[telecom] cell phone query re: Cuba

There's a political/criminal case going on in Cuba right now where a US citizen, Alan Gross, is charged with some pretty scary (in regards to potential punishment) crimes against the State.

Basically they're accusing him of working for an arm of the US gov't to encourage rebellion.

Leaving aside all the politics there's a point I'm having trouble understanding.

One claim is that he was distributing cell phones to the community there.

Anyone know how that could possibly work? There's no way a handheld cell phone would reach any "Western" (as in US or carribean island) towers. And even if they were frequency and format compatable with whatever Cuba's using, they'd need to have accounts established with the carrier.

Any ideas? Thanks

_____________________________________________________ Knowledge may be power, but communications is the key snipped-for-privacy@panix.com [to foil spammers, my address has been double rot-13 encoded]

Reply to
danny burstein
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Cuba has normal GSM phone service, which (in theory) anyone can use who has enough hard currency to pay for it:

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R's, John

Reply to
John Levine

Could he have been distributing sat-phones?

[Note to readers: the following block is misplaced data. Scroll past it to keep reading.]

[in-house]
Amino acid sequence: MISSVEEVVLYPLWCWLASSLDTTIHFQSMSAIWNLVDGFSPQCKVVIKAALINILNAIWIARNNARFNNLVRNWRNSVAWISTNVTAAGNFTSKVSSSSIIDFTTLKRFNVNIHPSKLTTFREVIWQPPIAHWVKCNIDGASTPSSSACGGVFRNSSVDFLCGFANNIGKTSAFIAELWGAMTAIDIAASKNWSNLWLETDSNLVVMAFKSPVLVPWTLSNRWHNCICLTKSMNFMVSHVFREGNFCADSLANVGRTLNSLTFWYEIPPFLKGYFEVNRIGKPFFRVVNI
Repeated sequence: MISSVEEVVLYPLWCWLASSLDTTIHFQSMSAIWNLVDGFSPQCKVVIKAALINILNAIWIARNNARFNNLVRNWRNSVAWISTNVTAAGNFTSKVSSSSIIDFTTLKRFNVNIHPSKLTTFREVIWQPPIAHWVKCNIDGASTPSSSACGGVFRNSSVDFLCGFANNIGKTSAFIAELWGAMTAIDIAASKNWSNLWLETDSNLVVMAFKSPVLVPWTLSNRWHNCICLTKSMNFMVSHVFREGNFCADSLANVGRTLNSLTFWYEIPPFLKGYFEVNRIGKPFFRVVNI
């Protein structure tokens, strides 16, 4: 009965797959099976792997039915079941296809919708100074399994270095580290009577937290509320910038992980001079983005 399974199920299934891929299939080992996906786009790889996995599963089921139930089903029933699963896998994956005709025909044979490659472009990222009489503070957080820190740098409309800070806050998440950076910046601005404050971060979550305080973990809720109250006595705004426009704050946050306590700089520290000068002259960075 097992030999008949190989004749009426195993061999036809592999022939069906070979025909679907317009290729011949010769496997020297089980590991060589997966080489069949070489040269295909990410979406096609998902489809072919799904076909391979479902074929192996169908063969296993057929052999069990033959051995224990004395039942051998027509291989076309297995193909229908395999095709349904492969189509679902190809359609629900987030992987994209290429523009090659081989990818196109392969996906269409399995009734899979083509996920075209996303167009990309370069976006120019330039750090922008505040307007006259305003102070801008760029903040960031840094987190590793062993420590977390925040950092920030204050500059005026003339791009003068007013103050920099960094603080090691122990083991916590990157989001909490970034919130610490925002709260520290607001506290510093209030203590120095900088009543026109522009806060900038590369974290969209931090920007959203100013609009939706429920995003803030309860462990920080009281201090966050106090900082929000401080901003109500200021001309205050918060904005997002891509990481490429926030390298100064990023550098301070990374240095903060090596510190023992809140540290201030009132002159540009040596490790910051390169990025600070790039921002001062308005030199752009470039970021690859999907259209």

Reply to
Rich Greenberg

Cuba does have a cell phone carrier.

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Several years ago the US and/or Cuba (I forget the details) allowed sending cell phones to Cuba. I found a link to the article about this, but the link had expired. Perhaps someone else can elaborate.

But you're right. Distributing handsets doesn't do a whole lot of good with the state-owned network doesn't allow access. But then again, this is Cuba we're talking about.

Reply to
John Mayson

It does not seem clear exactly what the hardware was that he had. Various reports said:

Apparently Cuba uses GSM900, but you are correct that one would need to purchase access from the local cellco, and it does not seem like the government would feel threatened by that (since like other national governments, they can tap that system). There are reports that previously Gross had set up satellite communications systems in Iraq and Afghanistan, which would probably pique the Cuban government's interest. It sounds like cell phones (unless maybe one calls a satellite phone a "cell phone") are really not at the heart of the matter, but rather perhaps direct satellite internet access not going through the approved ISPs.

But the trial is secret, so who knows.


Reply to
Dave Garland

You could have a GSM phone work in any country without using that country's SIM if the phone has a foreign SIM and uses international roaming.

Lir>> There's a political/criminal case going on in Cuba right

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